Learning from Noisy Medical Data: A Comparative Study Based on a Real Diagnostic Problem
Clinicians routinely collect extensive case histories on their patients and in certain medical domains this data may be supplemented with confirmed or “working” diagnosis obtained by patient follow-up. The possibility of using such datasets as a source of ‘knowledge’ for diagnostic systems has been a goal of many research studies.
This paper reports on the application of five approaches: rule induction, neural networks, statistically based diagnostic trees, Bayes discriminants and logistic models; to the construction of diagnostic aids based on a noisy, mainly categorical, medical dataset giving the clinical presentation of patients with either Multiple Sclerosis or Cerebrovascular(Vascular) Disease who have been referred for Magnetic Resonance Imaging.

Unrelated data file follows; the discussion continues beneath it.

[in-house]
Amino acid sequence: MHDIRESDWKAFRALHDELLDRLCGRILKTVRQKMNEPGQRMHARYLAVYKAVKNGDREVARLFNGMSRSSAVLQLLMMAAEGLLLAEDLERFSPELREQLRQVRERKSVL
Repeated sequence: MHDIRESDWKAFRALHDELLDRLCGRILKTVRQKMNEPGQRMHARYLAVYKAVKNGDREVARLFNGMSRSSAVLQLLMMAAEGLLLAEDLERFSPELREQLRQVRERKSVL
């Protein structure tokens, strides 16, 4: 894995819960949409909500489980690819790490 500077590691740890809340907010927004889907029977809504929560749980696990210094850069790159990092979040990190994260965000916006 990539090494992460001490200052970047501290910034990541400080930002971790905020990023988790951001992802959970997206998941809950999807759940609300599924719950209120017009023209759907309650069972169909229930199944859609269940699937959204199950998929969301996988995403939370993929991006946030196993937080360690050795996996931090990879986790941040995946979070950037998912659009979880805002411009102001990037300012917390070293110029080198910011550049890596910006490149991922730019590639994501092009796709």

The procedures investigated gave very similar results in terms of overall diagnostic performance although the ‘format’ of the resulting diagnostic aids was very different. The use of Multiple Correspondence Analysis as a preparatory technique, to remove noisy variables, proved very successful in identifying a smaller subset of items that were more amenable to ‘automated’ techniques such as neural networks/rule induction and also assisted in the selection of variables for statistical discrimination.
KeywordsMultiple Sclerosis Multiple Correspondence Analysis Multiple Episode Rule Induction Internal Auditory Canal
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